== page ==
Philip Hammond’s headline housing policy was meant to help the Tories win over young people – instead its unravelling into another budget blunder that inadvertently proves his party has nothing to offer them.
The Chancellor claimed to be “reviving the home owning dream” as he announced the abolition of stamp duty for most first time buyers.
And he promised this morning that the policy, which will cost the Treasury £3.2 billion, will save first time buyers £1,700 on average.
He told the BBC it: “Will be a help and an incentive to focus on getting the deposit together to get on the housing ladder and we hope that many more young people will be able to get on the housing ladder.”
The scrapping of stamp duty for homes under £300,000 is an “incentive to people who’re saving up to buy a property” – @PhilipHammondUK tells @BBCBreakfast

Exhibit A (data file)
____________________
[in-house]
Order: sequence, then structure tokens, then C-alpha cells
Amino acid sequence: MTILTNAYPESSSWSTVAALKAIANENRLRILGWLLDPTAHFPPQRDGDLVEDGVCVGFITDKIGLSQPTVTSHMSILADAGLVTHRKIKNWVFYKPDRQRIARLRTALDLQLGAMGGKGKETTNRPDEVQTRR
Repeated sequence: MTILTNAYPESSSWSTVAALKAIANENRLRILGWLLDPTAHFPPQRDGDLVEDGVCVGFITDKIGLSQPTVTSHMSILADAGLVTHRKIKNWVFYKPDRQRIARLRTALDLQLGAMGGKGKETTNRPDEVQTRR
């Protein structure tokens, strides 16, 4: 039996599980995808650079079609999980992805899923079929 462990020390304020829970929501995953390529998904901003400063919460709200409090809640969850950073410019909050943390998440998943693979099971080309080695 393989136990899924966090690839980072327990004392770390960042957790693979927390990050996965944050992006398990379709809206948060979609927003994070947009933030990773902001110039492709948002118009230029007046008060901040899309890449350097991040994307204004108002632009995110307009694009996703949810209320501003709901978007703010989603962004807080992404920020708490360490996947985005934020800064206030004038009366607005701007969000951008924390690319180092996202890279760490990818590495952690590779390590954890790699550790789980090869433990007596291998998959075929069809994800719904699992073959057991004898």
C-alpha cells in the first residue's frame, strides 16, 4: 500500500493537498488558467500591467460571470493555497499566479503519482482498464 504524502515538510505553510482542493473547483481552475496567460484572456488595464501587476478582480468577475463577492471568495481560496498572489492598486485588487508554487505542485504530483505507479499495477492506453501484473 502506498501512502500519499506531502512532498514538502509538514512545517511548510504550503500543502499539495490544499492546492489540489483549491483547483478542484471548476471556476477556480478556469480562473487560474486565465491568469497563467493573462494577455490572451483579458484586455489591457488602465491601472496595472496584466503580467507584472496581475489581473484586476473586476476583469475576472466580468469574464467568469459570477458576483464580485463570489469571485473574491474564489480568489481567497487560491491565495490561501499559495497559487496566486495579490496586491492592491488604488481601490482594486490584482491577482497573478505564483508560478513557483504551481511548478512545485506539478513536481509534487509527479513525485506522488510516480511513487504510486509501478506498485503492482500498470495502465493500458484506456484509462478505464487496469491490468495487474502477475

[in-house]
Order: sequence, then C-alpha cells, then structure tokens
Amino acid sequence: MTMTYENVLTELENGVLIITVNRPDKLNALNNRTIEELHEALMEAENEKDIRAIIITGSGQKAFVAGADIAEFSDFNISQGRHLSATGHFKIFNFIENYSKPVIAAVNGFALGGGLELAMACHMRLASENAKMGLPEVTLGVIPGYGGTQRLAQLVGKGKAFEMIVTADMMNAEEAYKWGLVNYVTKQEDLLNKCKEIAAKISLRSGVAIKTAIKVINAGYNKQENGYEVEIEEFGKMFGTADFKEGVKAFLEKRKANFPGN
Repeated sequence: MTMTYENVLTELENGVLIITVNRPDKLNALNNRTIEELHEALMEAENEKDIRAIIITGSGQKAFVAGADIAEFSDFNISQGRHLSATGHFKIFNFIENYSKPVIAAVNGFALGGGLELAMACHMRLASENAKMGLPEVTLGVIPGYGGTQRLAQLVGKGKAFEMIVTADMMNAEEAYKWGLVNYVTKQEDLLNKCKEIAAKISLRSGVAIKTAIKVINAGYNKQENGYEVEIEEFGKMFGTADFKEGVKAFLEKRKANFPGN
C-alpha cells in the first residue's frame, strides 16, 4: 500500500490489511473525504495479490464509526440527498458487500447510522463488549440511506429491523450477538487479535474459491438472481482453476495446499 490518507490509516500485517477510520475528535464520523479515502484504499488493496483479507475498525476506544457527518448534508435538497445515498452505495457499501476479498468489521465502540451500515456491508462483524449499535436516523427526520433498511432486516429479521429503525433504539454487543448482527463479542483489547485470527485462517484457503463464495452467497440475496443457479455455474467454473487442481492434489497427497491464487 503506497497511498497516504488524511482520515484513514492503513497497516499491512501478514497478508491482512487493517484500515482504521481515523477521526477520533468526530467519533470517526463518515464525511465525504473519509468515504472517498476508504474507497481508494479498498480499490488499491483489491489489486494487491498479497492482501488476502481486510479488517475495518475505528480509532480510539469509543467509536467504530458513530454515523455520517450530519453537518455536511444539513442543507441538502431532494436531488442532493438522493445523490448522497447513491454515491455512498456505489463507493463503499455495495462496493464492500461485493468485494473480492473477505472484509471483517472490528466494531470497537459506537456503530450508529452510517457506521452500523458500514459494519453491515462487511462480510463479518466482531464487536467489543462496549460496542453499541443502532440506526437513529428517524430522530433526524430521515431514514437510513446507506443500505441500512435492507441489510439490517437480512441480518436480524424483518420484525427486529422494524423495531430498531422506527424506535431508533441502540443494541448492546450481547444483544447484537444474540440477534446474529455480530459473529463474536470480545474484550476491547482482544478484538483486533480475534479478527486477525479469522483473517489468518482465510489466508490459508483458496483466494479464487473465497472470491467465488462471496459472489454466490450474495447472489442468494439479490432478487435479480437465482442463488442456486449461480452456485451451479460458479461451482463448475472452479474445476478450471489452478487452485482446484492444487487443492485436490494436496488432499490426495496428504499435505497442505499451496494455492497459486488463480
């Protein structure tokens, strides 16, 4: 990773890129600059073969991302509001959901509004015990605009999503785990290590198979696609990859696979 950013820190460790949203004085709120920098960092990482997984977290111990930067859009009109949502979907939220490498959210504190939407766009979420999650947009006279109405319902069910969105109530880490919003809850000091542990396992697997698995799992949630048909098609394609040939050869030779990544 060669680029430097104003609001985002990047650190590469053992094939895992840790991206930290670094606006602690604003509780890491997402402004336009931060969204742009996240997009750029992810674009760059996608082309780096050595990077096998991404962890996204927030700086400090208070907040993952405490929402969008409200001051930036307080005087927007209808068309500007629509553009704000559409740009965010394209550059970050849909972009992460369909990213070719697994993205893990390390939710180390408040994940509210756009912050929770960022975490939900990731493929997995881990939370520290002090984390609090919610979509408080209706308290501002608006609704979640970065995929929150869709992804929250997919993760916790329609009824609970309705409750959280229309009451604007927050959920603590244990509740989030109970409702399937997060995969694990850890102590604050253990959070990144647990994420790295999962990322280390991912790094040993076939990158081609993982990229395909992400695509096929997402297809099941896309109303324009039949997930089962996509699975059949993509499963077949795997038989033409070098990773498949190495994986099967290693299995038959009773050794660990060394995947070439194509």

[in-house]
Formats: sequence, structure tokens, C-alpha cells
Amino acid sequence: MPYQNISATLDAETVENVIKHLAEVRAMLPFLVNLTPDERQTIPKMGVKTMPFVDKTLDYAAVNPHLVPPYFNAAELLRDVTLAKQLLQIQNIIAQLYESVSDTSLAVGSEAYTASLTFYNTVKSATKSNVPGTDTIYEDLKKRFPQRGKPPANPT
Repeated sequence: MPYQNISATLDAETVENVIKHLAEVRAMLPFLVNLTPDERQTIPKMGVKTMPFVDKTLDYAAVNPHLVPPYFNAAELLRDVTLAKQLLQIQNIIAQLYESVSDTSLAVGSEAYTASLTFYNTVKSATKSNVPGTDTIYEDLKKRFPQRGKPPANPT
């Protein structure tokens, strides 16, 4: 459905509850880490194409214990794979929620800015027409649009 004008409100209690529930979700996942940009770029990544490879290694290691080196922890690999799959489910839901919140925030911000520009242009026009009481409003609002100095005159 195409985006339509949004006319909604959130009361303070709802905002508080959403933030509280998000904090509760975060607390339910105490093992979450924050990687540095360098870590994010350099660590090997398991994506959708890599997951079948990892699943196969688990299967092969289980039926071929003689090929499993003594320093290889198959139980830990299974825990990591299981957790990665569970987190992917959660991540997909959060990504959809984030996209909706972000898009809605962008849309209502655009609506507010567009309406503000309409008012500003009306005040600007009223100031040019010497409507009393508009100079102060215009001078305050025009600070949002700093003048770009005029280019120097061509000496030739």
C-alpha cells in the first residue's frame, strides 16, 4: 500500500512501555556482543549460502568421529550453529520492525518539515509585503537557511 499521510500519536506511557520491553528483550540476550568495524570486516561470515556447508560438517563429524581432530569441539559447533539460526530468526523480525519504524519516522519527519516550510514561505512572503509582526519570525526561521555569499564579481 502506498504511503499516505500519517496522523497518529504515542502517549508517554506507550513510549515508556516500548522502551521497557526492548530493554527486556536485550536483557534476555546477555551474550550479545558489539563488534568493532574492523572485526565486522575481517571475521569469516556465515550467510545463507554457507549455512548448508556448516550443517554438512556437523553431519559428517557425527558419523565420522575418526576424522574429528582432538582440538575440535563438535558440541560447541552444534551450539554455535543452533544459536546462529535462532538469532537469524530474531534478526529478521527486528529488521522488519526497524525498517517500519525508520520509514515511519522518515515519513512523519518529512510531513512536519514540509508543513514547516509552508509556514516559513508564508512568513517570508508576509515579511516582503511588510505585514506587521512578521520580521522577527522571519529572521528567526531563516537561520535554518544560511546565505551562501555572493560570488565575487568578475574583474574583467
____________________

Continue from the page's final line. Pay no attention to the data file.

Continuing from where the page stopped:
On average it’ll save first time buyers around £1700. pic.twitter.com/mZ3qF3CKkg
— BBC Breakfast (@BBCBreakfast) November 23, 2017
But a budget analysis published this morning by the Resolution Foundation, a respected economic think tank, includes these five stunning facts about Hammond’s ‘big housing offer’:
If a young family put aside 5% of their income every year, it would take 18.5 years on average to put together the deposit needed to take advantage of the policy:
Even if they managed to do that, the policy is going to push up house prices so much first time buyers will actually end up paying £1,5000 more:
So few people are going to take advantage of the policy that the £3.2 billion being spent on it would be enough to literally buy them a house each:
Instead, Hammond could have use the money to build 40,000 new homes for social rent – that’s 7 times more than the Government built last year:
And finally, the people who benefit most from this policy definitely won’t be the young:
Hammond is right about one thing – home ownership is a mere “dream” under the Tories…